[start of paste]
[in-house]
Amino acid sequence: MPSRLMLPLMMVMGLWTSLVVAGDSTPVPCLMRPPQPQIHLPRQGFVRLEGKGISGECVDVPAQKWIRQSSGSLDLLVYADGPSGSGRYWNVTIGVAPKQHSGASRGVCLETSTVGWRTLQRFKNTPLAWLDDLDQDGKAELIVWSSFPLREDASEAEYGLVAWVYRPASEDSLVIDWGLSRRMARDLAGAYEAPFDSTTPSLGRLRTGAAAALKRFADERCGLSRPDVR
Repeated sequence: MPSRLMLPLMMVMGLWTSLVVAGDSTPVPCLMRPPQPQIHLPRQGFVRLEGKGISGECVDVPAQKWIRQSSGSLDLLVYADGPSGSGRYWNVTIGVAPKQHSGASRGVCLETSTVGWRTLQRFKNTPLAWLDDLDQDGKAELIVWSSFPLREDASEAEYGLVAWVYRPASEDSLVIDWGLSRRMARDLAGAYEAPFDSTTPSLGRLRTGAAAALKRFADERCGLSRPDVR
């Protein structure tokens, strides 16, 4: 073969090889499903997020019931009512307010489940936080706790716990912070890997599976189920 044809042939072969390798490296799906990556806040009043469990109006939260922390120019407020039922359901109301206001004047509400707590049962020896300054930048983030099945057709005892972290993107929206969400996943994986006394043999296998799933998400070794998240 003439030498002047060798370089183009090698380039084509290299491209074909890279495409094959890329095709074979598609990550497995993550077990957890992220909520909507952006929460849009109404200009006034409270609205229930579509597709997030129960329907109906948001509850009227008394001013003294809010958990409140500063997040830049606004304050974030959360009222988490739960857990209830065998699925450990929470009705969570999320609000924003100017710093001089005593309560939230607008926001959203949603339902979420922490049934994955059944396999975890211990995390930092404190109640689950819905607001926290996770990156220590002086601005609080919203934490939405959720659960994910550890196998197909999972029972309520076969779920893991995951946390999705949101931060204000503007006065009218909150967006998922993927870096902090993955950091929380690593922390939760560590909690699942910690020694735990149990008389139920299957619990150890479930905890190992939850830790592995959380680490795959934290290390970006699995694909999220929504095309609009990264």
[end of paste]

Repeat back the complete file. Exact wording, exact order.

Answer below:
[in-house]
Amino acid sequence: MPSRLMLPLMMVMGLWTSLVVAGDSTPVPCLMRPPQPQIHLPRQGFVRLEGKGISGECVDVPAQKWIRQSSGSLDLLVYADGPSGSGRYWNVTIGVAPKQHSGASRGVCLETSTVGWRTLQRFKNTPLAWLDDLDQDGKAELIVWSSFPLREDASEAEYGLVAWVYRPASEDSLVIDWGLSRRMARDLAGAYEAPFDSTTPSLGRLRTGAAAALKRFADERCGLSRPDVR
Repeated sequence: MPSRLMLPLMMVMGLWTSLVVAGDSTPVPCLMRPPQPQIHLPRQGFVRLEGKGISGECVDVPAQKWIRQSSGSLDLLVYADGPSGSGRYWNVTIGVAPKQHSGASRGVCLETSTVGWRTLQRFKNTPLAWLDDLDQDGKAELIVWSSFPLREDASEAEYGLVAWVYRPASEDSLVIDWGLSRRMARDLAGAYEAPFDSTTPSLGRLRTGAAAALKRFADERCGLSRPDVR
């Protein structure tokens, strides 16, 4: 073969090889499903997020019931009512307010489940936080706790716990912070890997599976189920 044809042939072969390798490296799906990556806040009043469990109006939260922390120019407020039922359901109301206001004047509400707590049962020896300054930048983030099945057709005892972290993107929206969400996943994986006394043999296998799933998400070794998240 003439030498002047060798370089183009090698380039084509290299491209074909890279495409094959890329095709074979598609990550497995993550077990957890992220909520909507952006929460849009109404200009006034409270609205229930579509597709997030129960329907109906948001509850009227008394001013003294809010958990409140500063997040830049606004304050974030959360009222988490739960857990209830065998699925450990929470009705969570999320609000924003100017710093001089005593309560939230607008926001959203949603339902979420922490049934994955059944396999975890211990995390930092404190109640689950819905607001926290996770990156220590002086601005609080919203934490939405959720659960994910550890196998197909999972029972309520076969779920893991995951946390999705949101931060204000503007006065009218909150967006998922993927870096902090993955950091929380690593922390939760560590909690699942910690020694735990149990008389139920299957619990150890479930905890190992939850830790592995959380680490795959934290290390970006699995694909999220929504095309609009990264």